Mr. Ole Toresen, Vice-Coordinator, IAED Europe and Middle East. Mrs. Marcia De Abreu, SG, WFWP Europe, Spain Dr. Pavel Leshakov, counselor at the Russian Embassy in the Republic of Korea, vice president of the European Association for Korean Studies, and former economic counselor to the Russian Embassy in the DPRK Herbert Friesacher, former agent for the Korea Trade-Investment Promotion Agency, Austria Tal Reshef, former director of the Asia-Israel Business Forum and emerging markets business consultant and lecturer in Israel

This session was held jointly by UPF and its International Association for Peace and Economic Development (IAED).

Ole Toresen, the IAED vice coordinator for Europe and the Middle East, welcomed the participants. The moderator of the session was Marcia De Abreu, the secretary general of the European branch of Women’s Federation for World Peace, an organization that is affiliated with UPF.

Dr. Pavel Leshakov, a counselor at the Russian Embassy in the Republic of Korea, the vice president of the European Association for Korean Studies, and a former economic counselor to the Russian Embassy in the DPRK, stated that the first decade of Kim Jong Un’s leadership has brought fundamental changes in North Korea’s economic strategy, which now aims at achieving economic growth through the expansion of the market system while maintaining the regime’s stability through the strengthening of government management over the economy.

Foreign trade increased by 20 percent between 2012 and 2014, boosted by the expansion of the actors involved and greater autonomy given to trade-related entities, Dr. Leshakov explained. More openness to world markets (mainly Chinese) led to a rapid rise in consumer goods and food imports, the emergence of private market networks, and growing consumerism enhanced by the free circulation of cash in foreign currencies. Along with exports, the major source of hard currency was North Korean laborers sent abroad to work.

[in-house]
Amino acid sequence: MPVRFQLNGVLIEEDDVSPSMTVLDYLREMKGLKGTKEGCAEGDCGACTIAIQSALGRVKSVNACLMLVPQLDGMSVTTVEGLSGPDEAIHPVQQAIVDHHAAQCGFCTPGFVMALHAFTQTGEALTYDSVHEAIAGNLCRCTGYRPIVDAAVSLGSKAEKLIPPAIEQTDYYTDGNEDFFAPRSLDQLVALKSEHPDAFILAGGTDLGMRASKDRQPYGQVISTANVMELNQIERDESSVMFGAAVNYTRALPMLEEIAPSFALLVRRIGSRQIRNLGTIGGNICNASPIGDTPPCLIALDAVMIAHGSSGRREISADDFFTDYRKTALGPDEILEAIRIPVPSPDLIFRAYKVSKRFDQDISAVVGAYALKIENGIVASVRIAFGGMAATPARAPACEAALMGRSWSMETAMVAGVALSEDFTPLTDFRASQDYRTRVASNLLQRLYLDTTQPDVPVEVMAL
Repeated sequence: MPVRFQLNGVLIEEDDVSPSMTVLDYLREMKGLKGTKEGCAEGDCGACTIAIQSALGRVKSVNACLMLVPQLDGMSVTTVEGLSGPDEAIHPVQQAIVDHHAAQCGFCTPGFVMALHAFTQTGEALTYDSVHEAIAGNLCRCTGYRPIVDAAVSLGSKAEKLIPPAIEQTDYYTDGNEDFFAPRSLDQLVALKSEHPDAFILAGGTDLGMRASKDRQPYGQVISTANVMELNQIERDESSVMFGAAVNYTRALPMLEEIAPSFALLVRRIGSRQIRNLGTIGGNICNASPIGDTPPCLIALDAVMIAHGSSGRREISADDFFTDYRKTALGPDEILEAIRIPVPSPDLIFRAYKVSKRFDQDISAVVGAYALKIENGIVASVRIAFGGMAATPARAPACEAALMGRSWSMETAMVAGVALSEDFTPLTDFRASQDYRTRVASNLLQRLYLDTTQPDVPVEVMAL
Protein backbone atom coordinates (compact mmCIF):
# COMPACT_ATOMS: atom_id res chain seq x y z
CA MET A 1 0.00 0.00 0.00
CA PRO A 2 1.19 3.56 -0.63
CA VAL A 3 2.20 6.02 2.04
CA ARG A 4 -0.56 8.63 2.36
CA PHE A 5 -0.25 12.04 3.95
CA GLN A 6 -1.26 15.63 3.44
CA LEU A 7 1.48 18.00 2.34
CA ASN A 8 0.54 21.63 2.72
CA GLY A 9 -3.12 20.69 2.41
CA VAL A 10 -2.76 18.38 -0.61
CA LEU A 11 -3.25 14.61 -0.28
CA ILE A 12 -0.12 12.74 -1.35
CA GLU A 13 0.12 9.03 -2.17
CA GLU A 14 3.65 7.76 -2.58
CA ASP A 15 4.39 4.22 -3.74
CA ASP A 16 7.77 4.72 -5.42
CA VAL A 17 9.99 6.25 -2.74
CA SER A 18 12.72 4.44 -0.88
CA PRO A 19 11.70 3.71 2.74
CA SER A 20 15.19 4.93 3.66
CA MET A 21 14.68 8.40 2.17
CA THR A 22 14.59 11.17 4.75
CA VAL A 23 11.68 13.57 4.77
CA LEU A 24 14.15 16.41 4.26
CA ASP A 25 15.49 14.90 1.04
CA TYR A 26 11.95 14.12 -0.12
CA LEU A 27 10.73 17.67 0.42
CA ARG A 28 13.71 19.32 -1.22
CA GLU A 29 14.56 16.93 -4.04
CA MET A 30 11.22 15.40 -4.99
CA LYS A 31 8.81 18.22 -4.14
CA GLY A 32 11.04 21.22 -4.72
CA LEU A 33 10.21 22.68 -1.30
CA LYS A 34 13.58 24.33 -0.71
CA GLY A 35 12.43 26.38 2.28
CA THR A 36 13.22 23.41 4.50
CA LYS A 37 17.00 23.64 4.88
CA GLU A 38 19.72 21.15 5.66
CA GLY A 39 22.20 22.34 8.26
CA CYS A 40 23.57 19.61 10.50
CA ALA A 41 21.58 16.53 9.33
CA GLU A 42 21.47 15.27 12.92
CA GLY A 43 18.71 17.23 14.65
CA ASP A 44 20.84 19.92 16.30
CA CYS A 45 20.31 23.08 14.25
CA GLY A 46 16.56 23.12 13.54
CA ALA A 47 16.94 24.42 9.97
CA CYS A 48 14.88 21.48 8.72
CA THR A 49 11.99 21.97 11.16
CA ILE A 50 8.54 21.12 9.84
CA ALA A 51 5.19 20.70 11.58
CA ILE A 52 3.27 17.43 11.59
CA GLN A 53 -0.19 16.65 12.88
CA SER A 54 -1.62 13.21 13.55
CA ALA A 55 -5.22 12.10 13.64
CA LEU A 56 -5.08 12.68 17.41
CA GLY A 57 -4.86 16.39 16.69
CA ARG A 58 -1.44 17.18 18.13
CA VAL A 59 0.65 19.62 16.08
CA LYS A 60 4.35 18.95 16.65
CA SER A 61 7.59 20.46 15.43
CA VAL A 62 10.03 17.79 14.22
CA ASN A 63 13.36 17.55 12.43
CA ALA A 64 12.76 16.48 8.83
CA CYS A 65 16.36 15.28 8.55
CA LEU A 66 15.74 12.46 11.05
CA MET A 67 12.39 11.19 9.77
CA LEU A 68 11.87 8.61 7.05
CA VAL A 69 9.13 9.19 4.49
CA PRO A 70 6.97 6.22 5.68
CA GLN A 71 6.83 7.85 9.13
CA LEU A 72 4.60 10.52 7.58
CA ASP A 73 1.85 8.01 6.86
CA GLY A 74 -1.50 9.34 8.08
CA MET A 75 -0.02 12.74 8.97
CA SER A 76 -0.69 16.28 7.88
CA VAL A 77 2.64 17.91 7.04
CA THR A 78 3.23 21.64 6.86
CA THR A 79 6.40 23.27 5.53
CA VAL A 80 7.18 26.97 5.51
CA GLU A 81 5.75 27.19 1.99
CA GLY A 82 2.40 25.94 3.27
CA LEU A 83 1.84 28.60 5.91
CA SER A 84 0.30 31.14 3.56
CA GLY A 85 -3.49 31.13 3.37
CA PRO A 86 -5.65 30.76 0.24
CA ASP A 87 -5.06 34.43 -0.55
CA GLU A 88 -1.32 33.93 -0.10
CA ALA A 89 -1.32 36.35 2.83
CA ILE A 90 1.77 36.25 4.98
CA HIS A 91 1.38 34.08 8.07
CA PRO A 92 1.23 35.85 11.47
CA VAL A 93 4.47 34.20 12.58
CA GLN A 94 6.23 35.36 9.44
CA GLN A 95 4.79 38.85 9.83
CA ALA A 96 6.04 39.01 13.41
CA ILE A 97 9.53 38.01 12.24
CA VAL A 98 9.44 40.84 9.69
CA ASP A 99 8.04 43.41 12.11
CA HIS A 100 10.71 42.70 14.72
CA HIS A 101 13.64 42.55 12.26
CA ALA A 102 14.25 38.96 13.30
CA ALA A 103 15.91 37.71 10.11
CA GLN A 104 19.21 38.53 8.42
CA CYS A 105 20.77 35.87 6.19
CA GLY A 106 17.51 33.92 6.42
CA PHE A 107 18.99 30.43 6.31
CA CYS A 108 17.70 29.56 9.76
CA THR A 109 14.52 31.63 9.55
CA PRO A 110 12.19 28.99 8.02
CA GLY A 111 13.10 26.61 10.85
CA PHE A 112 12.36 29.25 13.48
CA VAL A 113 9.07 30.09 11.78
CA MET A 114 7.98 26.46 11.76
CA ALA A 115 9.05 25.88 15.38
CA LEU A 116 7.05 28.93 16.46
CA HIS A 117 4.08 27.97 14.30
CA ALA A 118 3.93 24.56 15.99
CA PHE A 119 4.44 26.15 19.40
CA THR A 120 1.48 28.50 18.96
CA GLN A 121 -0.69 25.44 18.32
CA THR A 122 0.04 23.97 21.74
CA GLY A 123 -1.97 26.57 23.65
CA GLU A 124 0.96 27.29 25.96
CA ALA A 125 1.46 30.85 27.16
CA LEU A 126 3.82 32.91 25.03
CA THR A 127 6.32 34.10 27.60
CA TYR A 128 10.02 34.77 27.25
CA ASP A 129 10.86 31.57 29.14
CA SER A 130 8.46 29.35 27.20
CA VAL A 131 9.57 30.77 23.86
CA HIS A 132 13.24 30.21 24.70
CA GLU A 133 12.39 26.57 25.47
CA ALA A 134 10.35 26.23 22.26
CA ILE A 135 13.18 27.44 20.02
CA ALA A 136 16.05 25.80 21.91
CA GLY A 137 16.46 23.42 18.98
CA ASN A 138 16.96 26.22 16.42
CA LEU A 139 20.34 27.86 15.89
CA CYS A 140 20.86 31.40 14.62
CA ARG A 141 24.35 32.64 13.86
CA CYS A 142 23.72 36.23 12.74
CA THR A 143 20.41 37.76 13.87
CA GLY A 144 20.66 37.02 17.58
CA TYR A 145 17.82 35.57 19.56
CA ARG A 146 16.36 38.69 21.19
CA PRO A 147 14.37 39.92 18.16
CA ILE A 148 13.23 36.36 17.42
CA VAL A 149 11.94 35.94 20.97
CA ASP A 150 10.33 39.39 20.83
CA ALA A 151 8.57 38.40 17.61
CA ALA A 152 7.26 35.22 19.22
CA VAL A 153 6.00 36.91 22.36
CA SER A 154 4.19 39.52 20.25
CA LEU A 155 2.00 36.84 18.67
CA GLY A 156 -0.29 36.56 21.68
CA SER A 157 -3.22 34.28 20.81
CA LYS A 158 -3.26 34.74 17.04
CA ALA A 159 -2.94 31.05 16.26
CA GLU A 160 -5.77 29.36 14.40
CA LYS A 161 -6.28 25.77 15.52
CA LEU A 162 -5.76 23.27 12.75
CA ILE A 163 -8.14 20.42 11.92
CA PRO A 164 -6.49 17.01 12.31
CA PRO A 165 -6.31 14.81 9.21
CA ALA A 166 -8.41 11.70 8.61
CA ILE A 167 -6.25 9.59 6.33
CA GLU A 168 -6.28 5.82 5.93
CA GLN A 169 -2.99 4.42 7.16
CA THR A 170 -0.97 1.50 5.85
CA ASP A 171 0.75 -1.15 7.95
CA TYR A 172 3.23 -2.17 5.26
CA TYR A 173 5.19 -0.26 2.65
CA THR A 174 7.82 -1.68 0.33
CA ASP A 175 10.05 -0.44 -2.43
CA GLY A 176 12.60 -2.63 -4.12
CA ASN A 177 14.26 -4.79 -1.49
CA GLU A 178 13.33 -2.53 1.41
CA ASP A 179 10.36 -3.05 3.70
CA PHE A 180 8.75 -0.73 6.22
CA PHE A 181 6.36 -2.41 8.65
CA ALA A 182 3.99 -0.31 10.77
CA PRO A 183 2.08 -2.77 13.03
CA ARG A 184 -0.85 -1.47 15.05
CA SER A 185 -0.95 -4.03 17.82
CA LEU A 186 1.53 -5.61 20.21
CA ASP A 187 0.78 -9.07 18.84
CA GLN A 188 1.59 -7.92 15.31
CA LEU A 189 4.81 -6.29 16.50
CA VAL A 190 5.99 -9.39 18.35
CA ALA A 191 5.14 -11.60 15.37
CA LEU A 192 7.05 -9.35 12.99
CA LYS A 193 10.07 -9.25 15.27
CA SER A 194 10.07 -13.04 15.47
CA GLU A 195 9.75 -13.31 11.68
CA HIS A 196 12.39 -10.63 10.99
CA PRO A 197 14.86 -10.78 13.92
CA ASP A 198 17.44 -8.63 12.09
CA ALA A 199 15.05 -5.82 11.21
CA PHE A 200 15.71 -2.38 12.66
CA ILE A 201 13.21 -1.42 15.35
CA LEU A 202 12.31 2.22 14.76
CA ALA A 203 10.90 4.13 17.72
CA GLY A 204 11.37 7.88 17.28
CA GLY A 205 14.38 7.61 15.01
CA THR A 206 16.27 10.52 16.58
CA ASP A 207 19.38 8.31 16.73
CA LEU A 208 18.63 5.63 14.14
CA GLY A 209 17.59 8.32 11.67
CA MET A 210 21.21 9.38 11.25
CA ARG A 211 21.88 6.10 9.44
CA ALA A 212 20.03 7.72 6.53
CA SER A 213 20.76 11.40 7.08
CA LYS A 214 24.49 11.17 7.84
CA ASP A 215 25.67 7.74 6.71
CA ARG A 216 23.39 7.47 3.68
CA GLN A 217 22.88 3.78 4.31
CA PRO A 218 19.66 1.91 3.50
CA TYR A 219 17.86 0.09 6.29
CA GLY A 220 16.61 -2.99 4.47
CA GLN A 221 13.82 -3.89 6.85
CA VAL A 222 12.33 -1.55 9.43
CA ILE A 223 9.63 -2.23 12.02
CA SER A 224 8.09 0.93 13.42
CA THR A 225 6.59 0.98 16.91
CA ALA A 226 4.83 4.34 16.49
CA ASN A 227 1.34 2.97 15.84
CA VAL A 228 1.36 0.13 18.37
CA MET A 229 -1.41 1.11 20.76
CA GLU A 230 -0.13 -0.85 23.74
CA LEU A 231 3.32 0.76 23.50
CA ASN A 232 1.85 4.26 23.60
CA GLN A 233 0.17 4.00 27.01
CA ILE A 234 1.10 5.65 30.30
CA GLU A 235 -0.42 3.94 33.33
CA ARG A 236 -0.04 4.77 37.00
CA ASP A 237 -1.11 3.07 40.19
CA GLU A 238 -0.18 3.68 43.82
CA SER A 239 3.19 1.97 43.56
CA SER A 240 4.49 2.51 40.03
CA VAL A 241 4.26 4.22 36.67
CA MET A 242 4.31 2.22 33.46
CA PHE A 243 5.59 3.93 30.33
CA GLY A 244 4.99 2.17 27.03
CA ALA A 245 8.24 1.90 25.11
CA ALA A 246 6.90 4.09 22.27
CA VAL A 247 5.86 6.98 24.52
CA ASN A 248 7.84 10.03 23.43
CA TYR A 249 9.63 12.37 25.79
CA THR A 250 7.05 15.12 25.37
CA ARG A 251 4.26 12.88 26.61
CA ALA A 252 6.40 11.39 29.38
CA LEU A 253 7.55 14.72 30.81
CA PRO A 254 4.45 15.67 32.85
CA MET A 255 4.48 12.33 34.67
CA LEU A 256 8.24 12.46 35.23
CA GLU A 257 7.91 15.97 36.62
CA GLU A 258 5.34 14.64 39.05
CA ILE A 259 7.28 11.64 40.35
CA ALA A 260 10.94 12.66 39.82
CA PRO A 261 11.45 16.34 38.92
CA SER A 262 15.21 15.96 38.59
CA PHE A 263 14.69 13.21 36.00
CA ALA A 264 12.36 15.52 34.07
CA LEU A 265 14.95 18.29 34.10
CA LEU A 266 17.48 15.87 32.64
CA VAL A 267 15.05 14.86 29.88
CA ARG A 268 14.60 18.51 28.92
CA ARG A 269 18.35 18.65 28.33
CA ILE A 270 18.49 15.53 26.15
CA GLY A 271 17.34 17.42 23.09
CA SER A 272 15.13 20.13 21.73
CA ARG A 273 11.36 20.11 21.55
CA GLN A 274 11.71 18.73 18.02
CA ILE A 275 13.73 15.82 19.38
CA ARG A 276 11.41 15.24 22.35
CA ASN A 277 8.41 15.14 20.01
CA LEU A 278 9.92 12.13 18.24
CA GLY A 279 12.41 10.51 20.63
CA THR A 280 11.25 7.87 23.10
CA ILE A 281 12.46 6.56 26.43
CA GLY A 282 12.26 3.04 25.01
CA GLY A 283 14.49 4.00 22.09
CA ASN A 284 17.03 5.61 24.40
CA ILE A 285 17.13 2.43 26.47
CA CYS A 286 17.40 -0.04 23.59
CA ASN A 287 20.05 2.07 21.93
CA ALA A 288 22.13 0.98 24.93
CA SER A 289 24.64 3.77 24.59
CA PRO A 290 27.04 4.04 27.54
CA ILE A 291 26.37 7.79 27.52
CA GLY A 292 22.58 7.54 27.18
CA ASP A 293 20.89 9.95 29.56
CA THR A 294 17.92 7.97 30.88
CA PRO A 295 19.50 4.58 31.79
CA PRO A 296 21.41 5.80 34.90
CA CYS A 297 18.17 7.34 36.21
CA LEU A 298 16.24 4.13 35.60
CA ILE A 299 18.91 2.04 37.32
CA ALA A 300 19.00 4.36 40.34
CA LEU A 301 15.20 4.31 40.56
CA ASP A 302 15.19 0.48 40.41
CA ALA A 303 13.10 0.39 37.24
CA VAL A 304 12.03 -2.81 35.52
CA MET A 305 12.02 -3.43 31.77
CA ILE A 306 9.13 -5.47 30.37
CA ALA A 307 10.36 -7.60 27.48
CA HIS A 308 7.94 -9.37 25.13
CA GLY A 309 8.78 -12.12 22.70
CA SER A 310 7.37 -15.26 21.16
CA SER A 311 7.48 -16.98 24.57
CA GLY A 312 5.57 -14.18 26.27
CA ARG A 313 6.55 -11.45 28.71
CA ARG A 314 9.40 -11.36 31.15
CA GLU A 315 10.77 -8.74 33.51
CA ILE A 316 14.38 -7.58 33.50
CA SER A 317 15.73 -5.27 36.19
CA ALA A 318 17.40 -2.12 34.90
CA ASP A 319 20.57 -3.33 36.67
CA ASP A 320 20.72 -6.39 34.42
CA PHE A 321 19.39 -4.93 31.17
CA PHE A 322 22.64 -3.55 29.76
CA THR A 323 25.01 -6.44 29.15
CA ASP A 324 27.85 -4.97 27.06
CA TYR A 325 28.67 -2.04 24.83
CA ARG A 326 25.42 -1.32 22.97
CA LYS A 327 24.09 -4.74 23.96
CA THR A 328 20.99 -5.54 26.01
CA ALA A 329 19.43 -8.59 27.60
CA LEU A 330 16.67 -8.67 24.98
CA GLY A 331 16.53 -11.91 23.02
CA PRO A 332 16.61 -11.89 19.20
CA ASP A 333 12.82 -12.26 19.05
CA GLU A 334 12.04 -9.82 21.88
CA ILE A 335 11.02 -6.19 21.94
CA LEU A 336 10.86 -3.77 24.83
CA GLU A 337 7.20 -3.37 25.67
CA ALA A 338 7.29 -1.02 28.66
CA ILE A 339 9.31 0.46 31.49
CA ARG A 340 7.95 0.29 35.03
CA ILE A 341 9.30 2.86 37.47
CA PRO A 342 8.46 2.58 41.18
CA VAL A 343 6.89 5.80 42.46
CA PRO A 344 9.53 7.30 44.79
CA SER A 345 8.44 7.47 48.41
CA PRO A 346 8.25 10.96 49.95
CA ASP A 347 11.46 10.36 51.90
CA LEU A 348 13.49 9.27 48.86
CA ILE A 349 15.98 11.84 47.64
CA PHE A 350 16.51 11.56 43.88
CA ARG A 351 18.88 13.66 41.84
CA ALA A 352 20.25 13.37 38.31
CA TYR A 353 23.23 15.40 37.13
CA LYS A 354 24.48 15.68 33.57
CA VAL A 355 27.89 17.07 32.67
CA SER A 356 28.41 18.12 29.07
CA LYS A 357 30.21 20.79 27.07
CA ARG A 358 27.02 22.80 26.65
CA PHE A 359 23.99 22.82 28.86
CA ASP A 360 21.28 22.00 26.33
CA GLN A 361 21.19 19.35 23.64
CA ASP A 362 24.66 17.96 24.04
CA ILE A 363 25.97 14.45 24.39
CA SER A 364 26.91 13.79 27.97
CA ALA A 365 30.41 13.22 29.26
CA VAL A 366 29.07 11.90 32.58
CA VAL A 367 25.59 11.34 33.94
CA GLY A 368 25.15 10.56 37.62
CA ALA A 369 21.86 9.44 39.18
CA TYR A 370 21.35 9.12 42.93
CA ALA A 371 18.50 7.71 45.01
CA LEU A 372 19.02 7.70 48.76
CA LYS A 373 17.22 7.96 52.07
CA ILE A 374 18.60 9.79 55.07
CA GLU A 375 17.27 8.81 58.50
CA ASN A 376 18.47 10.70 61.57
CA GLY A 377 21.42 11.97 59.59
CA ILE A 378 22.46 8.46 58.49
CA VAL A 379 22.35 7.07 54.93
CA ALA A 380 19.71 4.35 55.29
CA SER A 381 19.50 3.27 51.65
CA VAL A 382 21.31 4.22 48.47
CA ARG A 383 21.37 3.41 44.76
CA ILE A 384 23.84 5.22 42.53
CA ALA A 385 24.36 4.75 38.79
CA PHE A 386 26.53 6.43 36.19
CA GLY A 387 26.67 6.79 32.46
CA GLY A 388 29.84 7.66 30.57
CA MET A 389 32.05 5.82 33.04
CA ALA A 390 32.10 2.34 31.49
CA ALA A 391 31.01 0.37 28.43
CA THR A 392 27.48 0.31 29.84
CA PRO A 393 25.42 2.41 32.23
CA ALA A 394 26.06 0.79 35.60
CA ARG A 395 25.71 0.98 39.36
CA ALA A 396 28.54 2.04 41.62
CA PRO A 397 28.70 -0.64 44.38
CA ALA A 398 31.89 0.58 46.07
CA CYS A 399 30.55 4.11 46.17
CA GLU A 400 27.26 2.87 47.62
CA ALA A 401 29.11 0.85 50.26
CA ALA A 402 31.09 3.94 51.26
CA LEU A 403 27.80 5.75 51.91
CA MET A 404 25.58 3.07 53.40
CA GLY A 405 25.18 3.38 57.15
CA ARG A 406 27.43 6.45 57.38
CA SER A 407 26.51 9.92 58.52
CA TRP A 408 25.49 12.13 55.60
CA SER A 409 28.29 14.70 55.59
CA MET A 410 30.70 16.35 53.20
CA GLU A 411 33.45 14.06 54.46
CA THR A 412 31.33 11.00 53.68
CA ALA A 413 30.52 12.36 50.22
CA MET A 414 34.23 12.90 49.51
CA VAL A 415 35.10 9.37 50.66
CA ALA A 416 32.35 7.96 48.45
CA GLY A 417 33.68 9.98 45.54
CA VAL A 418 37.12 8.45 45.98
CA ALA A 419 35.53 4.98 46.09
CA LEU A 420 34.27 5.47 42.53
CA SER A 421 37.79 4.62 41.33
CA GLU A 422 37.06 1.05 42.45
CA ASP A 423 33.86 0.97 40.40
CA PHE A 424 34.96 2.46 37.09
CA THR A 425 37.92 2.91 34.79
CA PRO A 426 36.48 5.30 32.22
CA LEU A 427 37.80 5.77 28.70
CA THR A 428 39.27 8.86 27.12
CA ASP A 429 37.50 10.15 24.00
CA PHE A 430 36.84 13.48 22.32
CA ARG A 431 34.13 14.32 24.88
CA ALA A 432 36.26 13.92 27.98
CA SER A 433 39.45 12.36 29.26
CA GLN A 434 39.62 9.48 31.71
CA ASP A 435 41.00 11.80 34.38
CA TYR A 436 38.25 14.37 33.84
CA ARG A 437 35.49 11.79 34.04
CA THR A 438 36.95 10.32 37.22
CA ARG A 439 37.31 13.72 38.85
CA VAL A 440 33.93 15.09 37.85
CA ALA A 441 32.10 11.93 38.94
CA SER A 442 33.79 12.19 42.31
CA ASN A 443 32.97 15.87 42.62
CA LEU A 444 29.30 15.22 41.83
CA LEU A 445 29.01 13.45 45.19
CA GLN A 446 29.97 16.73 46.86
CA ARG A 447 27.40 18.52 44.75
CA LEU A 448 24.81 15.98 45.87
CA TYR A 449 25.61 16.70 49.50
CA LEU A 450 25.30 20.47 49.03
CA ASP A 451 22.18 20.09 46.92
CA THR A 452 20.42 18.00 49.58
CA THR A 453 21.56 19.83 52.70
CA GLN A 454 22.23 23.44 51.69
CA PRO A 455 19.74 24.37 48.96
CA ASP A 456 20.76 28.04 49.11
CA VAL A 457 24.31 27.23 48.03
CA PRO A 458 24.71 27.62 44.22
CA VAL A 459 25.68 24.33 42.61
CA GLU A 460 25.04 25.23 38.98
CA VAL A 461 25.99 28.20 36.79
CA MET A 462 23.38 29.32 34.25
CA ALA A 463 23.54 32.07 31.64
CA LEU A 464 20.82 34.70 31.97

All these developments were, in principle, favorable for business activities and potentially beneficial for foreign actors, Dr. Leshakov said. Yet the strict international and bilateral sanctions enforced on the DPRK have left little room for North Korea’s engagement with the world economy.

Herbert Friesacher from Austria, a former agent for the Korea Trade-Investment Promotion Agency, gave insights into North Korea’s economy based on resolutions made by the Eighth Party Congress in January 2021. Kim Jong Un’s explanations do not indicate that pragmatism or market reforms have been chosen as solutions. Mr. Friesacher explained 10 economic goals presented at the Party Congress, which under the current UN sanctions seem to focus on self-reliance: foreign trade, industry, agriculture, afforestation, construction and cement production, rural areas, mobile communications, tourism, nuclear power industry, and relations with China.

North Korea is fortunate in having most of the mineral resources needed for operating its own metal and chemical industries, Mr. Friesacher explained, but it needs capital, technology, and export markets. Cable broadcasting is being introduced, because it is a convenient way for the state to control the media.

Mr. Friesacher said that he doubts these resolutions by the DPRK can boost business activities. Furthermore, compared to South Korea, which has almost no raw materials, North Korea owns a significant amount of raw materials that can be used for its industry. However, the North Koreans need capital and technology to develop their industry.

Tal Reshef, a former director of the Asia-Israel Business Forum and an emerging markets business consultant and lecturer in Israel, expressed that the unification of the two Koreas could bring important (economic) benefits. When dealing with a foreign company, one must understand the culture of that country, he said. Nevertheless, when dealing with and trying to understand one person, there is the need to focus on psychology.